@Ebook ⚸ The Homecoming ï eBook or E-pub free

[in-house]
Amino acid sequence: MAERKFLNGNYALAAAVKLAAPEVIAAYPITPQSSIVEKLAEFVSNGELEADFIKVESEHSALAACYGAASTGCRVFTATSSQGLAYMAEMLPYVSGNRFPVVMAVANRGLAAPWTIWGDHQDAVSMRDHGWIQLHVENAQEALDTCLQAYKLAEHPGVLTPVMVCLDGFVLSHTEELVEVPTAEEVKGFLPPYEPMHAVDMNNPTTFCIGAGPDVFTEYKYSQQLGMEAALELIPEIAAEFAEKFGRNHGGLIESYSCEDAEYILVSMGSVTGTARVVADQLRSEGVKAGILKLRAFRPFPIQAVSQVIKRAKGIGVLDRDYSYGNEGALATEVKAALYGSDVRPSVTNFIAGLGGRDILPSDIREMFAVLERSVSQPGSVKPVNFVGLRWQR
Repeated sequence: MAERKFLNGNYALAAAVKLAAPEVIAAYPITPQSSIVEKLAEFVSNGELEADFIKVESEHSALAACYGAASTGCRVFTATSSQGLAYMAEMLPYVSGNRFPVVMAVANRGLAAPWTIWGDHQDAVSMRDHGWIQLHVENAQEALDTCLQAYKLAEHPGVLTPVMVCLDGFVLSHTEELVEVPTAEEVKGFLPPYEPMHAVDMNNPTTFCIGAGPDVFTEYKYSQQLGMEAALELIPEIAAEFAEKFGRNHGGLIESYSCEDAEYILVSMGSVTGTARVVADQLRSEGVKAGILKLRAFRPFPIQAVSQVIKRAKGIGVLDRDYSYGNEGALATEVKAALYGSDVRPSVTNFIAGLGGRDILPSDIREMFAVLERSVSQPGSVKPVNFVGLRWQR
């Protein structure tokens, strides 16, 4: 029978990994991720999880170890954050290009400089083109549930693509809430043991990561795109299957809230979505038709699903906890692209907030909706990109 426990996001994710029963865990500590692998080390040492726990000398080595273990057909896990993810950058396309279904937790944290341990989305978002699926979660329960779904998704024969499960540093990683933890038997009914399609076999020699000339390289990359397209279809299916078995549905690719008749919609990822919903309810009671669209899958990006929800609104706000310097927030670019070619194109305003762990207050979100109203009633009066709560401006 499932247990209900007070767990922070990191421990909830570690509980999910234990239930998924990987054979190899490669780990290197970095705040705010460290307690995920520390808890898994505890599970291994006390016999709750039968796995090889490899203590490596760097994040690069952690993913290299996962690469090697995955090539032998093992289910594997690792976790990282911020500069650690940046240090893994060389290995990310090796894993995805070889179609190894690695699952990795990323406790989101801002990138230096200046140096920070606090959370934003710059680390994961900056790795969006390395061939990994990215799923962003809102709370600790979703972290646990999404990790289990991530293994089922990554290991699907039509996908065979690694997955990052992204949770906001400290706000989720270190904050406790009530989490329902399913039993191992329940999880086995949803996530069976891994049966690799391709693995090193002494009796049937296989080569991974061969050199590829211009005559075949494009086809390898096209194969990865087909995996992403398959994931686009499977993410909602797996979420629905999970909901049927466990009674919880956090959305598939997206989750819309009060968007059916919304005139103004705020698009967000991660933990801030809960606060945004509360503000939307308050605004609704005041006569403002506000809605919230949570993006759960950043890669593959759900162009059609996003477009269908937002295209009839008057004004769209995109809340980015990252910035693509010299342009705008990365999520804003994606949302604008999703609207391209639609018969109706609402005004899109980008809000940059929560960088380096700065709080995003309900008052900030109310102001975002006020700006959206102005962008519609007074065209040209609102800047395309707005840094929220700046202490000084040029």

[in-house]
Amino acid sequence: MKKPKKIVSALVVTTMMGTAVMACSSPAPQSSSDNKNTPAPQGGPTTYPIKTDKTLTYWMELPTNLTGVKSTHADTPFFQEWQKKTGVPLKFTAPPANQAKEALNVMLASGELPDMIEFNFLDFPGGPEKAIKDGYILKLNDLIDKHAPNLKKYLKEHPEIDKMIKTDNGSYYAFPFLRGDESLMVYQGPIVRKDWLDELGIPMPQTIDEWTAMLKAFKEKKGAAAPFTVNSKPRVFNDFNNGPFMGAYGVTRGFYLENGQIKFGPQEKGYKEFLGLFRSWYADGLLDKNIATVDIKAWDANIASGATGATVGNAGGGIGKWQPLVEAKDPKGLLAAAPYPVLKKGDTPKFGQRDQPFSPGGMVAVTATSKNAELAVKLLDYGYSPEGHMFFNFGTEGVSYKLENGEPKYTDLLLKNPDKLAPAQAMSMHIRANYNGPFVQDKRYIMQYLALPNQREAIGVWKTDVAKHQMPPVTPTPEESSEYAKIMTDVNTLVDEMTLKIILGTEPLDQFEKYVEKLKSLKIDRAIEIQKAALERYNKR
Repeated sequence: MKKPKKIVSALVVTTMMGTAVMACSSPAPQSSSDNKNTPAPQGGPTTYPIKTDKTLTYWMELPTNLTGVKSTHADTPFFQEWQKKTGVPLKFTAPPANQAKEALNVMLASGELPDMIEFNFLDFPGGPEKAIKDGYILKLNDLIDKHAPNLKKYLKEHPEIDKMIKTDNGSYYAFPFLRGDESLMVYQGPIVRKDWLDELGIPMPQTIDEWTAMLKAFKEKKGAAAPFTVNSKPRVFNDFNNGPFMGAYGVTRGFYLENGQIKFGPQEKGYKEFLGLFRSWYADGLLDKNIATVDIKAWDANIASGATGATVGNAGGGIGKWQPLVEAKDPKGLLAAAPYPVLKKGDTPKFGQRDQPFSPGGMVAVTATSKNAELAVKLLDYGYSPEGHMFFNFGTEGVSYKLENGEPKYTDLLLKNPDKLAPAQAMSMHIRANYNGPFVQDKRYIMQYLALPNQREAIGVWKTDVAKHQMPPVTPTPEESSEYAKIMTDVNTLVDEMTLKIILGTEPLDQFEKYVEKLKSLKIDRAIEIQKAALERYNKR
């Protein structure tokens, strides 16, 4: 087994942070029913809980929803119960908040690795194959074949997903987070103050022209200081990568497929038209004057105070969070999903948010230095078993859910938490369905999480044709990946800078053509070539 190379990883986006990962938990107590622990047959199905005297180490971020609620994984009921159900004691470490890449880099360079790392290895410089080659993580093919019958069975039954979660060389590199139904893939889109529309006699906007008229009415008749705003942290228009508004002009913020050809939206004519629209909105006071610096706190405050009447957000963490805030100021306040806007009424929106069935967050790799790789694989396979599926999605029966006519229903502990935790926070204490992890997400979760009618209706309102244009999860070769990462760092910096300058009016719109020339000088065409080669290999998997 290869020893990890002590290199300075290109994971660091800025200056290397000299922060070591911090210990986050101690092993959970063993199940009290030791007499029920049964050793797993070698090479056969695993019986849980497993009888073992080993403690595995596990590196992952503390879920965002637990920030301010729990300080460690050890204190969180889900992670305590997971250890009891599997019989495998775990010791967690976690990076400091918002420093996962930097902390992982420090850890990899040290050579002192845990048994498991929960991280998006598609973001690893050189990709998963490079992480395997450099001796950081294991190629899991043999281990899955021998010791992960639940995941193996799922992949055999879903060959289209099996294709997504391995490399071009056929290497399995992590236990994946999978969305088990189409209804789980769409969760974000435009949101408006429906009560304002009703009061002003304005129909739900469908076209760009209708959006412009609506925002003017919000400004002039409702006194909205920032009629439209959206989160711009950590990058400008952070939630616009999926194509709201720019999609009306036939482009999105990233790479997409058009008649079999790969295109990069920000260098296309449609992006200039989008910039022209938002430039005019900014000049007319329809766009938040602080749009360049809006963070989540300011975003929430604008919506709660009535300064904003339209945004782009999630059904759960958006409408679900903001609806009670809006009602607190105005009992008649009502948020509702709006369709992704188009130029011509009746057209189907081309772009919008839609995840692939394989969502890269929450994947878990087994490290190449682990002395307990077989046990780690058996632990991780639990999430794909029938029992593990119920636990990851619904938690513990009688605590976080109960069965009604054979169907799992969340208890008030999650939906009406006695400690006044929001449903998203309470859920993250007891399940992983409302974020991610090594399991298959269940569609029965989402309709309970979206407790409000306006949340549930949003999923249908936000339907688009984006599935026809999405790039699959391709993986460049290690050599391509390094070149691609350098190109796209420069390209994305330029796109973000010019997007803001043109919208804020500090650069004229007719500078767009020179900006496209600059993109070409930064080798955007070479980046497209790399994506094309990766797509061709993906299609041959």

What the actual eff.I m curious about what my professor is going to say about this because wtf. Incredibly disturbingWithout painting broad strokes of flagrant violence, obscene language, or the like, Pinter still manages to create an environment of unparalleled menace His tools are simply language or, rather, what isn t said and layers of paradox that rise from a triumviri of inconsistent character behaviors, statuses, and conceptions of the past.While reading, I found myself continually doubting the validity of what nearly every character did and said Did I mention this play is also incredibly funny Though The Homecoming is a major mind warper in terms of characters behavior, it s ultimately very transparent The facts are stated, quite clearly it s simply unthinkable to the viewer that what s going on is unchallenged.Unsurprisingly, critics lambasted The Homecoming for various reasons my favorite being its amorality and thematic ambiguity I mean, how can a play be so riveting yet still make you ask, what was the point of that story Pinter s a unique talent who will certainly be missed. @Ebook Ø The Homecoming æ In An Old And Slightly Seedy House In North London There Lives A Family Of Men Max, The Aging But Still Aggressive Patriarch His Younger, Ineffectual Brother Sam And Two Of Max S Three Sons, Neither Of Whom Is Married Lenny, A Small Time Pimp, And Joey, Who Dreams Of Success As A Boxer Into This Sinister Abode Comes The Eldest Son, Teddy, Who, Having Spent The Past Six Years Teaching Philosophy In America, Is Now Bringing His Wife, Ruth, Home To Visit The Family She Has Never Met As The Play Progresses, The Younger Brothers Make Increasingly Outrageous Passes At Their Sister In Law Until They Are Practically Making Love To Her In Front Of Her Stunned But Strangely Aloof Husband I reread this after reading The Birthday Party The Room Two Plays just the other day and it s a natural progression for both Pinter and the reader The decrepit boardinghouses of the two earlier plays have become an old family home the characters are developed the dialogue is richer and both and less nuanced The woman is still a focal point, but she no longer jabbers to herself because the men in her life tune her out she is reflective, quietly assertive, and silent on her own behalf when their sordid needs arise and they want an answer from her.I first read this for a class over thirty years ago and I have no memory of what my 18 or 19 year old self thought of it or what I was told to think of it I reread my now cover less due to this read copy from then and could see I d bracketed a few lines even back then I hated the look of underlining or, even worse, highlighting and made a minimal amount of notes in the margins Next to a speech by Teddy the homecoming son I d written he s like Clov, not Hamm a reference to Beckett s Endgame, which maybe I read for the same class This was the first Pinter I read, but not the last, and I consider him one of my favorite playwrights, so something must ve gone right in the course, whatever it was called and whoever the professor was Perhaps he was the old Jesuit priest from Ireland that also taught me Joyce He loved James Joyce and disliked Joyce Cary we only read The Horse s Mouth so he could criticize it, it seemed to me or was that me who didn t like the Cary, or was that me because of him Sorry for the ramble, as this is not one of Pinter s so called memory plays, but even here truth is malleable and memory does not unlock it. Quite a few books you read movies and plays you watched in your youth tend to disappoint when you are of a ripe mature age but this play, which I saw on stage in London at age eighteen, had not lost any of its riveting qualities when I read it tonight, thirty six years later within the space of less than two hours In less than a hundred pages Pinter manages to turn the grotesque into the plausible by making an eerily antisocial milieu come to life Chapeau . who the gave you the noble prize, you pervert of the.., we are not at all interested in you sexual fantasies. I didn t like this play It s seedy and mean, full of horrible characters treating each other badly That doesn t mean that it s not a good play, maybe even a great one, because that was exactly what Pinter was going for, in his so called comedy menace period There are power plays and power shifts There are threats and responses, as well as sparse pointed dialogue, increasingly absurd behaviour and a nasty spin in the tail. The Homecoming , Harold PinterThe Homecoming is a two act play written in 1964 by Nobel laureate Harold Pinter and it was first published in 1965 Set in North London, the play has six characters Five of these are men who are related to each other Max, a retired butcher his brother Sam, a chauffeur and Max s three sons Teddy, an expatriate American philosophy professor Lenny, who appears to be a pimp and Joey, a would be boxer in training who works in demolition There is one woman, Ruth, who is Teddy s wife The play concerns Teddy s and Ruth s homecoming, which has distinctly different symbolic and thematic implications.Characters Max, Sam, Lenny, Joey, Ruth, Teddy 2002 1381 112 9649311734 1390 20